Student Blogs & Vlogs | College Study Abroad Programs, IFSA-Butler

The Final Chapter

Incredibly, my time has a study abroad student has come to an end; I have been back in the States for nearly three weeks and can hardly believe it. And sadly this will be my parting post as a student blogger with IFSA.

My last few days in Costa Rica after traveling in Panama were short and flew by. I spent my time getting some last minute souvenirs for some of my friends back here in the States, retrieving all of my final grades from the university and visiting people.

Two of my favorite memories from those few days in Heredia both involved some of the students from the Biology program there at the university. The first involves the whole of the Ecology class apprehensively waiting for the final grades to be posted. It was taking a long time for the professors and assistants to finish all the final grades, so we spent the time chatting amongst ourselves. I will very much miss the camaraderie of those fellow biology students. The other special time was when my lab group and study buddies from that same Ecology class took me out to dinner at a Caribbean restaurant in San Jose. There were some others there as well. It was a good time.

Of course there were the goodbyes to my family as well: Amalia, Alberto, Mariann, Sophia, Victor, and little Isaac. I spent some time visiting with the directors from IFSA as well. Those two ladies had become so dear to me that I almost wanted to call them Aunt Teresita and Aunt Yanori. Many of the goodbyes to other IFSA students happened right before I left for Panama, but there were still a few hanging about Heredia. One of those goodbyes was to Carli, the only other student who had stayed for the academic year with me. It was a tough goodbye after spending so much time together, experiencing so many new things together, and ultimately after seeing each other grow and change so much as individuals over the course of the year.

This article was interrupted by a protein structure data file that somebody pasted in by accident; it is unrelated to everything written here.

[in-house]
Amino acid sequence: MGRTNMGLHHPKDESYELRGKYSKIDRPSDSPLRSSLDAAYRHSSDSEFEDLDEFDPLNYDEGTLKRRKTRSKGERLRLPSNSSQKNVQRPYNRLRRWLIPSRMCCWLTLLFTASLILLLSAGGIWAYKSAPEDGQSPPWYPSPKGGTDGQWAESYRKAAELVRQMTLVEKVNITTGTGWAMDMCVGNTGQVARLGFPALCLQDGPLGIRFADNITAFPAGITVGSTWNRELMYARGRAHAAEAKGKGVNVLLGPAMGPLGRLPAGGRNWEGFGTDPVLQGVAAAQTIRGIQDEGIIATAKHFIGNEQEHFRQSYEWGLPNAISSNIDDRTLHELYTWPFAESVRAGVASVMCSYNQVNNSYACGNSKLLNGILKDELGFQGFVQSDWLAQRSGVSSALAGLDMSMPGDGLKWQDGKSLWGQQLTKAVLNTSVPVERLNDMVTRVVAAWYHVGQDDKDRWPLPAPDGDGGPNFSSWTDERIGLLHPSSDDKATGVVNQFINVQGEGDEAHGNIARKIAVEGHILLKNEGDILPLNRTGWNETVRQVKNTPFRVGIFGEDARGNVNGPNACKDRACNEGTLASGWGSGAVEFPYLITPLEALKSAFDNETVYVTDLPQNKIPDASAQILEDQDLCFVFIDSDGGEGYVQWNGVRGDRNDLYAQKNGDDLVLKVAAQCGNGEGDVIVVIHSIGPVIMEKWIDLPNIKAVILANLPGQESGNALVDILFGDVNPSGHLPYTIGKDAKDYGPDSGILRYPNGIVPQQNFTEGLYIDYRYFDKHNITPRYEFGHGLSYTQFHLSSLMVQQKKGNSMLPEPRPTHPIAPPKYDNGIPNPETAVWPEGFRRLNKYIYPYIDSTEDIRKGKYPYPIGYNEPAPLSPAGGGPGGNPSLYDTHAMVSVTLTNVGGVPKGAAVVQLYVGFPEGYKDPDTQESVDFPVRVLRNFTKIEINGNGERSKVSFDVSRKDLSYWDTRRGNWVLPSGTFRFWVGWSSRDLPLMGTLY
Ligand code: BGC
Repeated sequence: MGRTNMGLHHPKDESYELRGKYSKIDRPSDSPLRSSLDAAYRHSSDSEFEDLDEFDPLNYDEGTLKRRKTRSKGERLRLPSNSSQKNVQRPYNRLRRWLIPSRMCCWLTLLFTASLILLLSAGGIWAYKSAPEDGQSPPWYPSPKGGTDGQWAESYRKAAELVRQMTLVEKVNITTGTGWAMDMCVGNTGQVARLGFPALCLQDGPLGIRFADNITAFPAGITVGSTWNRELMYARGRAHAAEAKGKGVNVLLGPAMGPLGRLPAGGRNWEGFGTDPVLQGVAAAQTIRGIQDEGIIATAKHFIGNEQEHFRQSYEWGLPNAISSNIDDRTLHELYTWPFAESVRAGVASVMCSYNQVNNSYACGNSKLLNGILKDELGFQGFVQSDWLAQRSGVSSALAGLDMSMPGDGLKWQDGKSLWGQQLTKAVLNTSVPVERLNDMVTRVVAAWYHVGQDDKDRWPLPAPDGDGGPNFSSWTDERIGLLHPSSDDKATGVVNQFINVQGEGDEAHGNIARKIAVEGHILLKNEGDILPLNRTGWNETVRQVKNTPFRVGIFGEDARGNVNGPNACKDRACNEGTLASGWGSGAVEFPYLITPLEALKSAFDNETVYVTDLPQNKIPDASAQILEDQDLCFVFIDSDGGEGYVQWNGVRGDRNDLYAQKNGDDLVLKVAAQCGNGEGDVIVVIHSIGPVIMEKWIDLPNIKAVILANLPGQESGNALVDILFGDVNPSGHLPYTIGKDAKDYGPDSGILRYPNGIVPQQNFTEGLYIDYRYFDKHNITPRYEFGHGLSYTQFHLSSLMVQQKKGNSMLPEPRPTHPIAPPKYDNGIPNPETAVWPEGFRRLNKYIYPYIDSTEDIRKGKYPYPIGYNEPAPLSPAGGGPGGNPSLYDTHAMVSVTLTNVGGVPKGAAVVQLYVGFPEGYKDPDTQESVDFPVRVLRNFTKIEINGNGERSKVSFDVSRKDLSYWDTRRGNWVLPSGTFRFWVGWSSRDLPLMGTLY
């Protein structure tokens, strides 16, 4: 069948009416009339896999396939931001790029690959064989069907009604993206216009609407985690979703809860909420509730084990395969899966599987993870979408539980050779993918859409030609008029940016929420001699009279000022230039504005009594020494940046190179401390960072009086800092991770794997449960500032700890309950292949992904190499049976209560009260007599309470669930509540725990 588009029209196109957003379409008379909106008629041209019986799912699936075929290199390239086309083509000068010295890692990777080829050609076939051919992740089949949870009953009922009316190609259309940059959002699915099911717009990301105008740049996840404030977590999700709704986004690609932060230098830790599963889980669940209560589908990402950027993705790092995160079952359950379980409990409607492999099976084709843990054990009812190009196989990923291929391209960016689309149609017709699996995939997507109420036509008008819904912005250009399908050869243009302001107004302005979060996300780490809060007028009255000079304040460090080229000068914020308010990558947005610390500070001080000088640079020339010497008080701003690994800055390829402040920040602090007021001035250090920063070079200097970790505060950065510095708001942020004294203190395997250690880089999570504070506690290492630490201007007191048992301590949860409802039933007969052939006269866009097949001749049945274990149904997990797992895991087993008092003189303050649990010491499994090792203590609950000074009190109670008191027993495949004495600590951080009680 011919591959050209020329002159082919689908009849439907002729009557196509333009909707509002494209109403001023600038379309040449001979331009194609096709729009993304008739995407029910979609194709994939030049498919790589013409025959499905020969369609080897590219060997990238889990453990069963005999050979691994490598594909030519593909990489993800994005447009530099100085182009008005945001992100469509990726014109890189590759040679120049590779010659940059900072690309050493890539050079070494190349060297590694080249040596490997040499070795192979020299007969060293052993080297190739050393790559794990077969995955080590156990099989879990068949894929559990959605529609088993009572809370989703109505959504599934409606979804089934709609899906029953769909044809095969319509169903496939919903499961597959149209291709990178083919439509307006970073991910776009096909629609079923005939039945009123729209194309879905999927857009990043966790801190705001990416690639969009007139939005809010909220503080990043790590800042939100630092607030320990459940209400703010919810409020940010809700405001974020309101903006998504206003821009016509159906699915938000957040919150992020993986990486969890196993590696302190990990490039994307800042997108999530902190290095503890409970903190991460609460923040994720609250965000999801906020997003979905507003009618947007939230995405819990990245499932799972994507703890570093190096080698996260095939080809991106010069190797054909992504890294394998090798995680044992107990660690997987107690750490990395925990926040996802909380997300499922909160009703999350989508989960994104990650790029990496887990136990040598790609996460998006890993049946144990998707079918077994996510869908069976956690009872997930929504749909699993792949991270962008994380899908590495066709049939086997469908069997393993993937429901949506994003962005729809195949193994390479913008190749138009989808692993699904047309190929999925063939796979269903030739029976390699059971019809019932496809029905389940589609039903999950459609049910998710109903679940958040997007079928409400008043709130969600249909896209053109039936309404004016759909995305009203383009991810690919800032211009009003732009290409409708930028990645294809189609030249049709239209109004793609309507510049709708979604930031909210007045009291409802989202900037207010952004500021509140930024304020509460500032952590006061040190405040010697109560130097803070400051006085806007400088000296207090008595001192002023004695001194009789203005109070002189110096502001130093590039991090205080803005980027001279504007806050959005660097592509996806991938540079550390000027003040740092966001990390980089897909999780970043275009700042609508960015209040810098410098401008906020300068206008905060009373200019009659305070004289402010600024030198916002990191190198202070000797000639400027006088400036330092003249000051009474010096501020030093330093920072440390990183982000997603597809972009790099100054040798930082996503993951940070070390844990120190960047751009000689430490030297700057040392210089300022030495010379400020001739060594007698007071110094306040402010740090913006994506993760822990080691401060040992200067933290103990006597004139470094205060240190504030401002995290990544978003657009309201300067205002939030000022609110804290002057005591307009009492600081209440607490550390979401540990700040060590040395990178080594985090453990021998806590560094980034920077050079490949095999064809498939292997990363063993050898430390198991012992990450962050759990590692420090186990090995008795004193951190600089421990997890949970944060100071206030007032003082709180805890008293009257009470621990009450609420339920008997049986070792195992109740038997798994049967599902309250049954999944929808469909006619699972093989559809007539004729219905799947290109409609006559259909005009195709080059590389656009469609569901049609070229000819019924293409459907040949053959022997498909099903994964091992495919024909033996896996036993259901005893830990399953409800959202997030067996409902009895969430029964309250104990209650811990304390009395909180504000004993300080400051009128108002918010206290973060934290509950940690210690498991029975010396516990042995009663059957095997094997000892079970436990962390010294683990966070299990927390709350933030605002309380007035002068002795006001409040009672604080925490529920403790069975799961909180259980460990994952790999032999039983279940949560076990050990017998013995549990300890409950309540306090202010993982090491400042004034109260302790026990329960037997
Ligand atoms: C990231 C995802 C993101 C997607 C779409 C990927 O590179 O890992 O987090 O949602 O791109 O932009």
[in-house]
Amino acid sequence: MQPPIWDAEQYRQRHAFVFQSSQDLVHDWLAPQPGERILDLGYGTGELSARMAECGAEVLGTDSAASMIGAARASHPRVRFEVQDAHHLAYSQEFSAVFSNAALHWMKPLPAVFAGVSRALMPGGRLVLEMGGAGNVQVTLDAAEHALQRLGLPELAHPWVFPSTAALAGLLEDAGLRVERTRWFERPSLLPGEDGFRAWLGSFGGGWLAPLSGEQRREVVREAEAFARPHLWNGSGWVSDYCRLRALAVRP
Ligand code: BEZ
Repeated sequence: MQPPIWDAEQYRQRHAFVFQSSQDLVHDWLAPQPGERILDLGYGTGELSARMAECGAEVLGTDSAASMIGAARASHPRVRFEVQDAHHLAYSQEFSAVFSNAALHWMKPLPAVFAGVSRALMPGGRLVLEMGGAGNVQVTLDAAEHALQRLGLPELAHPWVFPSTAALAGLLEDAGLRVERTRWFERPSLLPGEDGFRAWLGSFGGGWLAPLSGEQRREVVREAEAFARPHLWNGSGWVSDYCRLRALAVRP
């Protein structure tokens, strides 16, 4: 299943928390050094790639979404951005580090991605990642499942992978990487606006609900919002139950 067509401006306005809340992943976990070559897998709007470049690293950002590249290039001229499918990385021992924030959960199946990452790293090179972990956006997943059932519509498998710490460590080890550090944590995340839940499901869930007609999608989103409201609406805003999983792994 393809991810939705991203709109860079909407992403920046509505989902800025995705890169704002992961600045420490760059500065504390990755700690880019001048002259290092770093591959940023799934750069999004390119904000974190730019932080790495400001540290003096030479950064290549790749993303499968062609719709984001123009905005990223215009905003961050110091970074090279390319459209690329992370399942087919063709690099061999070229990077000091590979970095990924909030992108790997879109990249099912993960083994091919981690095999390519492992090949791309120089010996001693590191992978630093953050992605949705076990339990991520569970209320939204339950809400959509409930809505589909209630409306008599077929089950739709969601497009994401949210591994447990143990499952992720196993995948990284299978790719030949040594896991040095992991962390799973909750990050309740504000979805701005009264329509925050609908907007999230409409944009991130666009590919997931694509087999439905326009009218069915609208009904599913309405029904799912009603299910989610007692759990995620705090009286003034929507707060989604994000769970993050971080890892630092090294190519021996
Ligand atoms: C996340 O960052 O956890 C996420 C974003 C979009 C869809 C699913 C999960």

It’s funny the things you want to do and see when you know time is short. I remember thinking, “I really want to go see the girls from my plant class last semester one more time” or “Oh, I want to go to one more Wednesday two-for-one movie in the mall” or “I would really like to go sit in the park and people watch one more time” or “I never went that one museum or wildlife refuge. I really want to go there.” They are weird funny things and some of them I was able to do and some I was not able to do, but I tried my very best to live those few days to the full.

I studied abroad during my junior year in high school and I distinctly remember the tearful goodbyes when I left my classmates at the international school. This time, however, as I said all those goodbyes I did not shed one tear. It is not like I am in any way proud of this; it’s just the way I reacted this time and to be perfectly honest it is very unlike me to respond this way. Maybe it happened this way because I am older or maybe it was just a strange defense mechanism to the pain of leaving.